The First Mobile Branch at UOB !!!

[At the Kiramuruzi Market on Feb. 6th, 2010 ........... From inside the mobile branch ....................]
Finally, UOB has launched its first mobile branch!

It has been produced in Rwanda for the first time. So there was some learning curve. Normally, such mobile branches are built and imported from either Kenya or South Africa.

The first mobile branch has been in the works for several months, built on the Toyota Land Cruiser hard body model. As we added weight to the vehicle, the frame had to be fortified, tires had to be strengthened and weight had to be balanced. After a few test drives for the cornering and weight balancing, we finally felt that it may be deployed even in challenging terrains of Rwanda a few weeks ago.

When we were about to launch it, however, the inverter issue was revealed. The inverter is the vehicle engine charging system for the batteries to support computers and printers. We had to make it self-sustainable, not depending on unreliable and inconsistent land power. The issue that was revealed at the last minute was that the inverter was functioning irregularly. We had to find a replacement for it after searching for a week in Kigali City. We had to run another round of test drive to see how long the battery lasts and how long it will take to recharge it. We even test operated at Home Office serving the Kigali clients.
So far, so good. So it will be officially launched this coming Saturday. It was launched last Saturday for a few hours, but it was a test operationg. This coming Saturday, it will be officially launched with a soft-opening, meaning that we will not have a formal opening ceremony or a reception. (By the time this is posted, it has actually launched on Saturday February 6th and its photos are included herein.)

The first mobile brach will operate with three banking staff, a driver with customer service training and an armed guard. It will be equipped with "Opensky" and mobile printer. (Please see a separate blogpost on "Opensky.") With the "Opensky" we could conduct banking transactions under a mango tree where no power and no internet connection is available! That is, it is possible even in Rwanda!

The first mobile branch will be stationed at Rwamagana Branch in the Eastern Province and its first operation site will be Kiramuruzi, a village approximately 30 km away from the Rwamagana Branch. The mobile branch will be open for business on Saturdays and Mondays, the village's market days when all farmers around the area come for their trades. We will employ a couple of village mobilizers who will recruit the potential clients and get them ready for transactions on the market days.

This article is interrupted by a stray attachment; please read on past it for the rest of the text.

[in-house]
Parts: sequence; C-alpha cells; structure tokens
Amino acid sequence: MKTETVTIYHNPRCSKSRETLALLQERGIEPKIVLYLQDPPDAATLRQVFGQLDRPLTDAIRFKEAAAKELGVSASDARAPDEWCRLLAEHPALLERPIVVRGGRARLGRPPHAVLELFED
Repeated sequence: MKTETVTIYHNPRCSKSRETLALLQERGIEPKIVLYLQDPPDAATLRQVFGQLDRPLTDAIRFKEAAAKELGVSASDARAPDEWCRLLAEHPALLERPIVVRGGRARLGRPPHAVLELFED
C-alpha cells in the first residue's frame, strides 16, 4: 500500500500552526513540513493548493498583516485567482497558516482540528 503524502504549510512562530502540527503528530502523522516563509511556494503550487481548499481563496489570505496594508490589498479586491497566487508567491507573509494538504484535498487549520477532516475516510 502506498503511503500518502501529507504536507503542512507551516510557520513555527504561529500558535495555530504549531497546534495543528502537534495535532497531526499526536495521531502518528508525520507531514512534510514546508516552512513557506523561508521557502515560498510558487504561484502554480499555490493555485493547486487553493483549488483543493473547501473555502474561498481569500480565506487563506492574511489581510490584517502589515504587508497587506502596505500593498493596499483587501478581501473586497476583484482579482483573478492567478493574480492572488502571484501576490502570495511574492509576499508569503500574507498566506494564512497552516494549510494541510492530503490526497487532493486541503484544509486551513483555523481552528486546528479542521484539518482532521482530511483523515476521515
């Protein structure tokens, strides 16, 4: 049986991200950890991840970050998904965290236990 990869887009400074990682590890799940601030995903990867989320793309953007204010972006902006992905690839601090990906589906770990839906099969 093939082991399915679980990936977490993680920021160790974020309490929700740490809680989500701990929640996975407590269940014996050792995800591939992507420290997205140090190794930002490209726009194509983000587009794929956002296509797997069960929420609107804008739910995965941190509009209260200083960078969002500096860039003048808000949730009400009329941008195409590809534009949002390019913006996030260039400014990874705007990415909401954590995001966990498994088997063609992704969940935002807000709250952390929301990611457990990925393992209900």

Once this operation goes smoothly, then we will add other villages. Also, we will begin the fabrication of the second mobile branch. It is an expensive delivery channel, but we would like to have at least two mobile branches and run them for a year before we make a decision on any additional launching. It is wonderful that we may be able to reach out to the under- or unserved farmers in the villages with credits and deposit services.

I thank God for His faithfulness in bringing the project to this point. - Jeffrey

Tuesday, February 2, 2010

Midnight Flood...

February 1st was the first anniversary date for our arrival in Kigali, Rwanda. It is also Hero's Day in Rwanda and a holiday.

On this special day, we had a special experience: a midnight flood.

Kristin was sick and was in bed around 10PM. I was working on computer. I heard a sound like shower, but I thought Kristin was taking shower and ignored it. After a while, I turned off the computer and headed to the bedroom. As soon as I started walking in the living room, I realized something was terribly wrong. I was walking in the water... all over the house. Living room, kitchen, hallway, bedroom, bathroom.

It did not take me very long to find the source of the noise. A flexible tube connecting water pipe to toilet was broken and water was gushing out of the tube, flooding the bathroom, spreading to all over the places in the house. There was no place in the house which was spared from the flood. It was a diaster.

The water stopped immediately when I turned off the water switch. But we had to labor for two and half hours to sweep and mop the water out of the house. The night guard for the apartment compound helped us out. It was a 50% increase in our labor force. Moreover, he was faster and harder working than we were.

By the time we laid ourselves down on the bed, we were exhausted. It was 30 minutes past the midnight. But we held our hands together and prayed. There were at least four reasons for us to be thankful for.

1) The flood happened while I was still awake. It would have been a greater disaster if it happened while both of us were sleeping. 2) Despite the flood, all electrical devices and outlets that were lying on the floor were kept from damage. Water got into a surge protector, but it did not create a short-circuit. Whew... 3) The night guard helped us out willingly and gladly. We were talking about God's presence even in the midst of such a mess, while working. and 4) The floor of the house is of tiles. So it was easier for us to sweep and wipe the water.

So we thanked God for the interesting experience we had on the first anniversary date of our Kigali life and laughed about it. It did not take us very long before we fell asleep. - Jeffrey